Keep It Clean for Kids: The KICK Project Healthcare-associated infections (HAIs) are the leading cause of morbidity and mortality in long term care facilities (LTCF) and are responsible for nearly 400,000 deaths each year in this population. Children in pediatric LTCF represent a highly vulnerable patient population with numerous co morbid conditions at high risk of contracting HAIs caused by multidrug-resistant organisms as well as by viral pathogens. Although such infections have been the focus of mainstream media attention, little empirical research has been conducted to prevent HAIs in LTCF, particularly in pediatric LTCF. The goal of this study is to reduce HAIs in pediatric LTCF by improving the patient safety climate and infection prevention practices.
Specific aims of this study are to: 1. Describe the rates and types of healthcare-associated bacterial and viral infections in pediatric long term care facilities; 2. Assess the impact of a theoretically-based group-level behavioral intervention on rates of HAIs in pediatric long term care facilities (primary outcome); 3. Measure the impact of a theoretically-based group-level behavioral intervention on the number of outbreaks, antimicrobial utilization in patients, hospitalizations of patients, staff absenteeis (secondary clinical outcomes);and 4. Examine the impact of a theoretically-based group-level behavioral intervention on hand hygiene frequency using an innovative automated monitoring and feedback system to provide real-time feedback, and patient safety climate (secondary process outcomes). Three pediatric long term care facilities (284 beds) in the greater NYC metropolitan area will be included in a multi-disciplinary intervention, Keep It Clean for Kids (KICK) Project, modeled after the WHO interventions, the actionable feedback model, and a successful program from acute care. The KICK Project includes five key components: explicit leadership commitment, active participation of the staff, conducting work flow assessments, staff training in the WHO '5 Moments for Hand Hygiene'and electronic monitoring and feedback of hand hygiene. KICK teams comprised of clinical and administrative leaders will plan and implement changes. An interrupted time series analyses of the primary outcome (rates of HAIs) and secondary outcomes will be conducted.

Public Health Relevance

Children in pediatric long term care account for 40% of all medical expenditures for children overall and represent a vulnerable patient population at high risk of contracting healthcare-associated infections caused by multidrug-resistant organisms and viral pathogens. Despite this, there has been minimal attention to the prevention of infections in this group. This study will be the first to provide vital information about rates and types of infections in these children and to test an intervention that will be generalizable to multiple chronic care facilities to reduce epidemic and endemic infections.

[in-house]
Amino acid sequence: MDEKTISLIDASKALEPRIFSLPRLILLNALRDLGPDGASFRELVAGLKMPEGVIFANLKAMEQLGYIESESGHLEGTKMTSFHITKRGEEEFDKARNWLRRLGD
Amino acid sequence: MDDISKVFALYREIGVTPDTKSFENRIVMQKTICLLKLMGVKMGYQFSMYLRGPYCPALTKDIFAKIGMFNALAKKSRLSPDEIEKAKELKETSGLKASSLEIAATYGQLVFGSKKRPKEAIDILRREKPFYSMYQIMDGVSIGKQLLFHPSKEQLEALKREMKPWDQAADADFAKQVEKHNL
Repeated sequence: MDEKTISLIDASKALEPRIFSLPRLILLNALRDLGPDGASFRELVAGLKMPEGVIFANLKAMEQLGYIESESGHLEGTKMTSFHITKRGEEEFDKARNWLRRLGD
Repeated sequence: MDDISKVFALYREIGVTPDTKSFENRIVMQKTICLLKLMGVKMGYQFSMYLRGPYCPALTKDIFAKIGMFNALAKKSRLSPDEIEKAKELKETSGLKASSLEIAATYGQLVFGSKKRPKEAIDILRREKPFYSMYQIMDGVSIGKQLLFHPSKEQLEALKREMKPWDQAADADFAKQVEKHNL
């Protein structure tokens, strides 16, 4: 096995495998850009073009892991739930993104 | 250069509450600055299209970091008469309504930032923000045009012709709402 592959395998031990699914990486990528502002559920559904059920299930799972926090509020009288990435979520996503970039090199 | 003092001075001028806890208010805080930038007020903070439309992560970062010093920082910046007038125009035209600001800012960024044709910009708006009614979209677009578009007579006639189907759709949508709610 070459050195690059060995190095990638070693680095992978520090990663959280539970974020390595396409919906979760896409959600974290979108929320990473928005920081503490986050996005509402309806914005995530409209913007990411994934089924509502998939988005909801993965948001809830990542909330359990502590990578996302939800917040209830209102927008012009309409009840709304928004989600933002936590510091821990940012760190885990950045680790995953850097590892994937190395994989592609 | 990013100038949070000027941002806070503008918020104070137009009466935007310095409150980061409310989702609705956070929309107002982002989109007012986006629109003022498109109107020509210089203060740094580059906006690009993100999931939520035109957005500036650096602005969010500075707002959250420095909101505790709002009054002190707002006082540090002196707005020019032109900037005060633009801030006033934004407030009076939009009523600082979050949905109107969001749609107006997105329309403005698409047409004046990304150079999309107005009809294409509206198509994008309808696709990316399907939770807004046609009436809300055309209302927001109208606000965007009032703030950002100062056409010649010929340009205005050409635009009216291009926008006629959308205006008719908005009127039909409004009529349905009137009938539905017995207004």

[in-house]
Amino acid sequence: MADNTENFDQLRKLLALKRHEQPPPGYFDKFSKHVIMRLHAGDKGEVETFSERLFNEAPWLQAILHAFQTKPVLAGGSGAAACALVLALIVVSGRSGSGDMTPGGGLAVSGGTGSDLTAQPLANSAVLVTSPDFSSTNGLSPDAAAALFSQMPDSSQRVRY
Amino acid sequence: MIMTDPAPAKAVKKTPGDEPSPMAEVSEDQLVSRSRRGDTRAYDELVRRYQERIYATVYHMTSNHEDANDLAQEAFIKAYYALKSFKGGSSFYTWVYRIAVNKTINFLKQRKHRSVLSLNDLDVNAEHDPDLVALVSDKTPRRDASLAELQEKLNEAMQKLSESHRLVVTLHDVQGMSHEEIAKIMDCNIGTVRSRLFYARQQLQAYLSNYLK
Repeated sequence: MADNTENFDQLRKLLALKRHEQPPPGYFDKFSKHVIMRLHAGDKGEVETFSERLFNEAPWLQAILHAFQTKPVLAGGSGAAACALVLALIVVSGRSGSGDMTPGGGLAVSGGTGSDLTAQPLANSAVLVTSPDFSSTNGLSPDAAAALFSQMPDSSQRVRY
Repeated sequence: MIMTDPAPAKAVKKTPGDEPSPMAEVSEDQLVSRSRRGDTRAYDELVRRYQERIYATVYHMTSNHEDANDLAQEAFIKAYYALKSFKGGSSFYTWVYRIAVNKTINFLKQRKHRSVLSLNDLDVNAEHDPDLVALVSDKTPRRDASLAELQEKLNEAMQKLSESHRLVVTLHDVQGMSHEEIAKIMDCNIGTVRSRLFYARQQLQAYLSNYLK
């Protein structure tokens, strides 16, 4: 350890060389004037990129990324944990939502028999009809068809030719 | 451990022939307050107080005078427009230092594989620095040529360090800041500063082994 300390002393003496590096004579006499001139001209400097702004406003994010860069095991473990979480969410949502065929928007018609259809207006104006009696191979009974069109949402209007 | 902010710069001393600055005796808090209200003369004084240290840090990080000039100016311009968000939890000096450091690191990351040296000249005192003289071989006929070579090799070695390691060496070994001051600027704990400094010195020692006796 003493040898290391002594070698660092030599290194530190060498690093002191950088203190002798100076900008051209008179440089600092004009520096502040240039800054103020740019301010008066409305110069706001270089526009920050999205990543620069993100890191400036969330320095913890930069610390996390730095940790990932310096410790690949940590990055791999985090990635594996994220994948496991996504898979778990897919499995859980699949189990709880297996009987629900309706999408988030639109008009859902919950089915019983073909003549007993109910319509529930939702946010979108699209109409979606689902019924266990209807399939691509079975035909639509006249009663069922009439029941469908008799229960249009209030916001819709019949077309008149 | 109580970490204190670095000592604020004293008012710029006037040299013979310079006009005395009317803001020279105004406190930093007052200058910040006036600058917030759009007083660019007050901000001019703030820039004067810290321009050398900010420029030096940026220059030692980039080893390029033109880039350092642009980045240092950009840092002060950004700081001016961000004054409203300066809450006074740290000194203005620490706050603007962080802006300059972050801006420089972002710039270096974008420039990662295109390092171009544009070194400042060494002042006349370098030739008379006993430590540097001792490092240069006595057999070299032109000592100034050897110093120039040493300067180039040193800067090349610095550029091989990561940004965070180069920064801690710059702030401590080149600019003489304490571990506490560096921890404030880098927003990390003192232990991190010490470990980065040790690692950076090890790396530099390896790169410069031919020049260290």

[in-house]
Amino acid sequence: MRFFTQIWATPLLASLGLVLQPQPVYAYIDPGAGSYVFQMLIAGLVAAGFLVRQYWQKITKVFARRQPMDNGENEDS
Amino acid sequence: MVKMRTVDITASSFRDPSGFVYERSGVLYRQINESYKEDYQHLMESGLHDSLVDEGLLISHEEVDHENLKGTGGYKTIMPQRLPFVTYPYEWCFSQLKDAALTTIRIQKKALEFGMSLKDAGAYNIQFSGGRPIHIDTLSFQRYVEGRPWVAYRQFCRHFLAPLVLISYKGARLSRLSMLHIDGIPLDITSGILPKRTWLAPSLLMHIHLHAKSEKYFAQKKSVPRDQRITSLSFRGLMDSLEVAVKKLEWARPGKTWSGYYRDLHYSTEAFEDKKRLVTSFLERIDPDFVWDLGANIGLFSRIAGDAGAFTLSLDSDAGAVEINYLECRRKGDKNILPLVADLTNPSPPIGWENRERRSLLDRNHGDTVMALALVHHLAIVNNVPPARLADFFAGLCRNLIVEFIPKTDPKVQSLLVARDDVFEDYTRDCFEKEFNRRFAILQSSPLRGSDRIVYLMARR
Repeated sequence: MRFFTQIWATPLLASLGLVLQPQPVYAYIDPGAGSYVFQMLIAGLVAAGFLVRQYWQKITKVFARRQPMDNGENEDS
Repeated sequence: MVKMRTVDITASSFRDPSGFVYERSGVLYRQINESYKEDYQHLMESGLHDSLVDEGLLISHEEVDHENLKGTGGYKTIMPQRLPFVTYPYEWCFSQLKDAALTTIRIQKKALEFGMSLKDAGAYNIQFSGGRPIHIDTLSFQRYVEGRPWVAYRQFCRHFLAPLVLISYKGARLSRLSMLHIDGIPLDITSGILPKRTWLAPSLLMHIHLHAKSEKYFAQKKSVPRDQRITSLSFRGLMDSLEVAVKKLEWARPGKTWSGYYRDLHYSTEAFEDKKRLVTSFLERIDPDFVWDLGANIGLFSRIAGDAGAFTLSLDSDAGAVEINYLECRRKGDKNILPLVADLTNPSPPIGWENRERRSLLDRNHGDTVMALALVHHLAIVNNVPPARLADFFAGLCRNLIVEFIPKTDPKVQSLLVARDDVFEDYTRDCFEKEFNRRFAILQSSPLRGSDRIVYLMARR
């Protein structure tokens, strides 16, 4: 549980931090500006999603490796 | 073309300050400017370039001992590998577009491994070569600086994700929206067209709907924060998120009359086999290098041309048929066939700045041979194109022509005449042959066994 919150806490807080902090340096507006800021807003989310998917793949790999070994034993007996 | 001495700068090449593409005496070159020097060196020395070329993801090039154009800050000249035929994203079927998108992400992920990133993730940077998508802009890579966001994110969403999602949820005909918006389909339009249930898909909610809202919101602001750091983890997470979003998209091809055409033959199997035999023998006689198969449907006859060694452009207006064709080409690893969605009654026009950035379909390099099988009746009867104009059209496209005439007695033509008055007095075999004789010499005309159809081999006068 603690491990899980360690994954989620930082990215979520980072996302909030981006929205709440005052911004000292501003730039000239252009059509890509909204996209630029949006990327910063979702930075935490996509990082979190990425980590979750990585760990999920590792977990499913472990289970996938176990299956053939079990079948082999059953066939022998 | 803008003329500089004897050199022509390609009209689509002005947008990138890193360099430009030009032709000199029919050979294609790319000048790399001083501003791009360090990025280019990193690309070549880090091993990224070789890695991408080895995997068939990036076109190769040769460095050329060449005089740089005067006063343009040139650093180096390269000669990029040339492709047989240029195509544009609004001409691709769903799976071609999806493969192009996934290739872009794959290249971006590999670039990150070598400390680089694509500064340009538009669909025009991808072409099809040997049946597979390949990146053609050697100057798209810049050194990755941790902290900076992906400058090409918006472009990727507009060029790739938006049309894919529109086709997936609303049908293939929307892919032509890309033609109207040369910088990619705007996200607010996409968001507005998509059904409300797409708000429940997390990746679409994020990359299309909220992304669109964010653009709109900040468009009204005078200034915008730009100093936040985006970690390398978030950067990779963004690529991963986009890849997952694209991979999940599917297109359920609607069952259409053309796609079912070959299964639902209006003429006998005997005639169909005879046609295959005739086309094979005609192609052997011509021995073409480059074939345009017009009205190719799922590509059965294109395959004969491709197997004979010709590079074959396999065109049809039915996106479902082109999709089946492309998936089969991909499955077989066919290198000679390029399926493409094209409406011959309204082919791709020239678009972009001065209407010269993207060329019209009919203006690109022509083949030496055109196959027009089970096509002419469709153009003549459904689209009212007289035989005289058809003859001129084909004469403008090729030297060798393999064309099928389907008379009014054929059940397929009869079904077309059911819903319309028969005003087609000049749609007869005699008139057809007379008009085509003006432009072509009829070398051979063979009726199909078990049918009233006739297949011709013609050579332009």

Agency
National Institute of Health (NIH)
Institute
Agency for Healthcare Research and Quality (AHRQ)
Type
Research Project (R01)
Project #
1R01HS021470-01
Application #
8340911
Study Section
Special Emphasis Panel (HSQR)
Program Officer
Cleeman, James
Project Start
2012-07-01
Project End
2016-06-30
Budget Start
2012-07-01
Budget End
2013-06-30
Support Year
1
Fiscal Year
2012
Total Cost
Indirect Cost
Name
Columbia University (N.Y.)
Department
Type
Schools of Nursing
DUNS #
621889815
City
New York
State
NY
Country
United States
Zip Code
10032
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Murray, Meghan T; Jackson, Olivia; Cohen, Bevin et al. (2016) Impact of Infection Prevention and Control Initiatives on Acute Respiratory Infections in a Pediatric Long-Term Care Facility. Infect Control Hosp Epidemiol 37:859-62
Navarra, Ann-Margaret; Schlau, Rona; Murray, Meghan et al. (2016) Assessing Nursing Care Needs of Children With Complex Medical Conditions: The Nursing-Kids Intensity of Care Survey (N-KICS). J Pediatr Nurs 31:299-310
Løyland, Borghild; Wilmont, Sibyl; Hessels, Amanda J et al. (2016) Staff Knowledge, Awareness, Perceptions, and Beliefs About Infection Prevention in Pediatric Long-term Care Facilities. Nurs Res 65:132-41
Cohen, Bevin; Murray, Meghan; Jia, Haomiao et al. (2016) Is hand hygiene frequency associated with the onset of outbreaks in pediatric long-term care? Am J Infect Control 44:1492-1494
Løyland, Borghild; Wilmont, Sibyl; Cohen, Bevin et al. (2016) Hand-hygiene practices and observed barriers in pediatric long-term care facilities in the New York metropolitan area. Int J Qual Health Care 28:74-80
Murray, Meghan T; Pavia, Marianne; Jackson, Olivia et al. (2015) Health care-associated infection outbreaks in pediatric long-term care facilities. Am J Infect Control 43:756-8
Carter, Eileen J; Cohen, Bevin; Murray, Meghan T et al. (2015) Using Workflow Diagrams to Address Hand Hygiene in Pediatric Long-Term Care Facilities. J Pediatr Nurs 30:e17-21
Murray, Meghan T; Neu, Natalie; Cohen, Bevin et al. (2015) Developing Case Definitions for Health Care-Associated Infections for Pediatric Long-Term Care Facilities. Clin Pediatr (Phila) 54:1380-2
Larson, Elaine L; Cohen, Bevin; Murray, Meghan et al. (2014) Challenges in conducting research in pediatric long-term care facilities. Clin Pediatr (Phila) 53:1041-6

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